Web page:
The Marriage (Same Sex Couples) Act 2013 (the '2013 Act') comes into force on 13 March 2014, with the first same sex weddings taking place on 29 March 2014.
This Act enables same sex couples to marry under the law of England and Wales and for Civil Partners to convert their civil partnerships to marriage.
With the introduction of civil partnerships in 2005, occupational pension schemes were required to provide death benefits to a surviving civil partner so that civil partners are entitled to the same level of benefit as a spouse for pensionable service from 5 December 2005 and, for the period from 6 April 1988 to 4 December 2005, a surviving civil partner must be provided with the level of contracted out benefits that are provided in respect of a spouse.
The basis on which civil partner's pensions are required to be provided has recently been challenged in the courts and we will come onto this later in this update.
Under the 2013 Act, same sex couples generally have the same legal rights as opposite sex couples. However this equality requirement does not cover occupational pension schemes. Instead, same sex couples are given the same rights as civil partners have under the Civil Partnership Act 2004. The 2013 Act says that the terms "husband and wife" include: a man married to another man, and a woman married to another woman and that widow and widower attracts similar definitions. The 2013 Act goes onto say that related expressions are to be construed accordingly. The term "spouse" is not expressly referred to in the legislation but it is possible that it would be regarded as a "related expression".
The 2013 Act states that it will not alter the effect of any private legal instrument made before 13 March 2014. Pension Scheme documents are not listed but should be covered by the term "private legal instrument". Accordingly, in any existing 'trust deed and rules', references to "husband", "wife" and "marriage", and possibly "spouse" will continue to be interpreted by reference to existing definitions. Future legal documents such as a new 'definitive deed and rules' will be caught by the change in the statutory definitions unless the document specifically provides otherwise.
For employers that want to provide same sex married couples with the statutory minimum benefits in line with requirements for civil partners, no amendments to existing pension scheme documents should be needed. For schemes that want to provide same sex married couples with the same benefits as married couples of the opposite sex, rule amendments will be needed.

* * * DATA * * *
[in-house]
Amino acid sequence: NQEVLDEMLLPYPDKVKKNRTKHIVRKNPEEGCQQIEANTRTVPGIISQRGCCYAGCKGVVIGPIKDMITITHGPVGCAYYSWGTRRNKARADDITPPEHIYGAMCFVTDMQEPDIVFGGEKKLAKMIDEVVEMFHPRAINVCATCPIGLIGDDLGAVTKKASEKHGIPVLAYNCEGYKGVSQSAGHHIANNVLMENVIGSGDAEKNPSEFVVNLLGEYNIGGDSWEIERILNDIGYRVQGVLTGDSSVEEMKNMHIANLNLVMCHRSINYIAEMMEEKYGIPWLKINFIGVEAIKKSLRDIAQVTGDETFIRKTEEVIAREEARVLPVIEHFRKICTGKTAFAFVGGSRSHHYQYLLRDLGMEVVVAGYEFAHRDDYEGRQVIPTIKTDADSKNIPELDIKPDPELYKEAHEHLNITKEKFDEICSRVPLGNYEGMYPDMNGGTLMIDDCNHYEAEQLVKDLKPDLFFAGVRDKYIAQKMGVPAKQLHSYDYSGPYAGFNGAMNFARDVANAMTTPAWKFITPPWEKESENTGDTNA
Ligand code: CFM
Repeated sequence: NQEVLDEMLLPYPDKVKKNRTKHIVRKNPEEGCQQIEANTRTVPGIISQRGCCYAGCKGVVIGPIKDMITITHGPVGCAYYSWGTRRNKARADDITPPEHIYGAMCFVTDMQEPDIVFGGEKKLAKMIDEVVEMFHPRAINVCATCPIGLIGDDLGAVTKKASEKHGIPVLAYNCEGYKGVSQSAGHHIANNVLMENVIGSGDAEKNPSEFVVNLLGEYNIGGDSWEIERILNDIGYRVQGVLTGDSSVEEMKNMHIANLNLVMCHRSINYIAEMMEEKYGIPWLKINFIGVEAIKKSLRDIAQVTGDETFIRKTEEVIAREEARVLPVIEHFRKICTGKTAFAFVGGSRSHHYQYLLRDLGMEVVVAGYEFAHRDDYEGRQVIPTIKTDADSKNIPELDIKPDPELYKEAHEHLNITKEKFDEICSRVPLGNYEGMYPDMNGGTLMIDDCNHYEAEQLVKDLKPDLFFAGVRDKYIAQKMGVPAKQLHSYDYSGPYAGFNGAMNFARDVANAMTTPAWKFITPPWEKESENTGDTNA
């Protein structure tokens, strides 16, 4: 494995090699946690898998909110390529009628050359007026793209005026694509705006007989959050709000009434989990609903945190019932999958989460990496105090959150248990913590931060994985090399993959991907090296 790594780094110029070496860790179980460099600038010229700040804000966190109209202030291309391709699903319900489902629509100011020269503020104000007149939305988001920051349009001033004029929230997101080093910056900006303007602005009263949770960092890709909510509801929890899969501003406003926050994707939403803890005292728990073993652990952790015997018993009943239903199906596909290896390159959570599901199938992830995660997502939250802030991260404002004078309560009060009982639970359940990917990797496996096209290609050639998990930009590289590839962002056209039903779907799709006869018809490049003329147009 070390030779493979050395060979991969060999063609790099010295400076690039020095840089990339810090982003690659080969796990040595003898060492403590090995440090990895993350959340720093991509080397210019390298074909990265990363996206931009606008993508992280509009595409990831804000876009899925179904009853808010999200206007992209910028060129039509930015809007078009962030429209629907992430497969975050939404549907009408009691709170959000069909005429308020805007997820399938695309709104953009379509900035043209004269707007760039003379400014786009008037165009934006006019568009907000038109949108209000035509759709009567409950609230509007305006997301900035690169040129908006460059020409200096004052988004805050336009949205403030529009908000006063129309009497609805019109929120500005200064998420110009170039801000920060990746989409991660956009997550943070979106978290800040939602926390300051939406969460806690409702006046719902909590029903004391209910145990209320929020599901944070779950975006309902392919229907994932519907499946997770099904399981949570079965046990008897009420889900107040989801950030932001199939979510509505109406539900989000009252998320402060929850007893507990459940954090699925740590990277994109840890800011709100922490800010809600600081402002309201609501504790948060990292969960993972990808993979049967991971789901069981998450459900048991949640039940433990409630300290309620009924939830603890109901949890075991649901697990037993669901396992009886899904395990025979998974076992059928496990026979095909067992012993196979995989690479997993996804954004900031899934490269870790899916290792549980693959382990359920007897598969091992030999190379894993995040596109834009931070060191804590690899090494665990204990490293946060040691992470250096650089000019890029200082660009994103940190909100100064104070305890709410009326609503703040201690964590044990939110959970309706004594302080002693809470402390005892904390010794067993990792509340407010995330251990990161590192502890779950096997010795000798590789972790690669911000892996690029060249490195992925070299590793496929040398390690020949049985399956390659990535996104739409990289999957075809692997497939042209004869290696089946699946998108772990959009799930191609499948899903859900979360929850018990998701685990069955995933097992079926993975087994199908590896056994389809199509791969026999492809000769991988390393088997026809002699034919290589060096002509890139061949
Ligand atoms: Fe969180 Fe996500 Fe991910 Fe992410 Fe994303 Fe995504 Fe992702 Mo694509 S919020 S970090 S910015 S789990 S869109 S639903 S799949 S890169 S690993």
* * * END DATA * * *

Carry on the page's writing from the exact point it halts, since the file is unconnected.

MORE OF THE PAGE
In situations where a new trust deed and rules come into force on or after 13 March 2014, the exceptions regarding defined terms in the 2013 Act will not apply. This means that benefits for same sex married couples could automatically be extended to all pensionable service and not just pensionable service from 5 December 2005. If this is what is intended then that could be acceptable. However, if it is the intention to provide only the minimum required under legislation, then this will need to be expressly documented within the scheme's trust deed and rules.
A statutory amendment power has been introduced so that Trustees can amend pension scheme rules by statutory resolution. Amendments made using the statutory resolution procedure will be exempt from section 67 of the Pensions Act 1995, meaning that any impact on subsisting rights need not be considered. However, any amendment should be certified by the scheme actuary in order to confirm that the pension scheme will continue to be contracted out. Rule amendments which provide for more than the minimum required under the legislation will need employer consent.
Trustees should be checking the basis on which their scheme provides for survivor benefits, particularly where spouses' benefits are provided on a more generous basis than for civil partners. Trustees and employers should consider whether they wish to extend to civil partners and same sex married couples' benefits at the same level as opposite sex spouses.
The basis on which pension schemes are required to provide civil partners' pensions has been challenged in an employment tribunal case (Walker v Innospec) and an appeal from that case has recently been determined. In that case, the employment tribunal concluded that it was discrimination not to provide a civil partner with the same level of benefits as a widow or widower in respect of pensionable service before 5 December 2005.
The case concerned the exception contained in paragraph 18(1) of Schedule 9 to the Equality Act 2010 and whether it was compatible with the EU Equal Treatment Framework Directive. Paragraph 18 provides that employers will not be liable for sexual orientation discrimination on the basis that they used to offer survivors' benefits to married couples but not to unmarried couples. Unmarried couples would include civil partners. The 2013 Act extends the exemption in paragraph 18 to same sex marriages.
The employment tribunal's decision has been overturned on appeal by the Employment Appeal Tribunal. The EAT concluded that the Equal Treatment Directive did not require retrospective implementation of the prohibition on sexual orientation discrimination and that past discrimination would only give rise to a claim to the extent that the discrimination continued.
The Government is reviewing differences in survivor benefit between same sex and opposite sex couples and examining the costs to employers that would be involved in equalising survivor benefits. Regardless of the outcome of the Walker v Innospec case, there may still be further changes made in this area.
For further information, please contact your usual pensions contact at Shoosmiths.